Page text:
A couple of years ago, this writer penned a paean praising American Express, " Real people tout AmEx's stellar customer service." He did so because Miranda, a friend of his, who'd been a loyal cardmember since the 1950s, had suggested he should: Her experience had been extraordinarily good, and excellence should be recognized. Recently, he met Miranda again, and she couldn't find terms strong enough to express her contempt for the company. After five or six decades during which she'd never once missed a payment, she needed to spend more on her card than she usually does, but was told that her purchase of three trans-Atlantic airline tickets to attend a family funeral had already maxed it out. "No preset spending limit" doesn't mean no limit at all, and her previous modest spending patterns seriously disadvantaged her. Miranda was genuinely shocked and outraged that her loyalty, exemplary payment record and not inconsiderable assets appeared to count for nothing either to American Express's computer systems or the call center agent to whom she spoke. That single bad experience transformed her from a strong advocate for the card issuer into an equally vocal critic. When asked about experiences like Miranda's, Elizabeth Crosta, American Express vice president of public affairs, explained that the company sometimes had to change credit lines. "Our intent is to strike the right balance between accommodating our cardmembers' spending needs and, at the same time, prudently managing credit risk -- for us and for our cardmembers," she said. "To determine credit lines, we look at the customer's overall credit profile, which covers many factors such as overall debt levels, reported income, credit bureau reports and payment history with American Express, as well as other lenders."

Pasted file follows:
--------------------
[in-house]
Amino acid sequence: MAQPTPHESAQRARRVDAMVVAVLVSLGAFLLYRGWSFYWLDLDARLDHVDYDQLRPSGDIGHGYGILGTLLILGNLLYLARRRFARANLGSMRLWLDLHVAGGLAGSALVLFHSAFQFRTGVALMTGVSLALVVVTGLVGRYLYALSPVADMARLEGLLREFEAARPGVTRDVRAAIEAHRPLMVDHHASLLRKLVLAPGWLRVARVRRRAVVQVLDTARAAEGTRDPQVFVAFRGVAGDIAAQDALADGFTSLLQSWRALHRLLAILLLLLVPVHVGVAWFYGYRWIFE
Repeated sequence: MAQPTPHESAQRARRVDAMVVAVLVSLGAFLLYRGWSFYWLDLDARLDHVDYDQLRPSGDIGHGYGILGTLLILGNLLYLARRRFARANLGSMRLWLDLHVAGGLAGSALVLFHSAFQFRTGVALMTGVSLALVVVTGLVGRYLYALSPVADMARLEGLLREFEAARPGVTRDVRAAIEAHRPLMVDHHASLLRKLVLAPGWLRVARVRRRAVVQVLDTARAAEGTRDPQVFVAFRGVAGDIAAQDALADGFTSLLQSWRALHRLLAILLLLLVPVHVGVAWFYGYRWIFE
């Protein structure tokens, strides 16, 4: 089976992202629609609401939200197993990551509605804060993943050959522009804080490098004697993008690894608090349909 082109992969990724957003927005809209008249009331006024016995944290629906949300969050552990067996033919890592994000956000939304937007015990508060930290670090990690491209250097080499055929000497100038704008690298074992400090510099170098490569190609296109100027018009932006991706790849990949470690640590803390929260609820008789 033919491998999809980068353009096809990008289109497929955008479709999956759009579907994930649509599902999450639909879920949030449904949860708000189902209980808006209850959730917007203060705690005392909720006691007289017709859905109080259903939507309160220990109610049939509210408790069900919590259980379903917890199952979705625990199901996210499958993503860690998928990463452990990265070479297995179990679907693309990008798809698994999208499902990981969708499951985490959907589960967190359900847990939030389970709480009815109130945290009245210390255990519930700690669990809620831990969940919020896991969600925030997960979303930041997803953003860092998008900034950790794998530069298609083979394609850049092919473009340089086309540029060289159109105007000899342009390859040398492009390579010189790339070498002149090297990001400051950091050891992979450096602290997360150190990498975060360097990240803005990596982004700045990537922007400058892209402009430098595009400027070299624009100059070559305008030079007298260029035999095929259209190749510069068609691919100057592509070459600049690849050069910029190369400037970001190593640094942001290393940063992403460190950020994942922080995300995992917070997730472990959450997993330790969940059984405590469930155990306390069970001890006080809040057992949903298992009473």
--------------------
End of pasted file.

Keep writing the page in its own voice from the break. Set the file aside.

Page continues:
American Express still great
Of course, AmEx has changed little over the last few years. It's launched new products and services, and no doubt it's upgraded its IT systems and restructured some of its departments. But its customer service ethos seems pretty constant. In August 2013, it topped the J.D. Power U.S. Credit Card Satisfaction Study list for the seventh consecutive year. It may well do so again when the 2014 results are published, although Discover is an increasingly strong contender.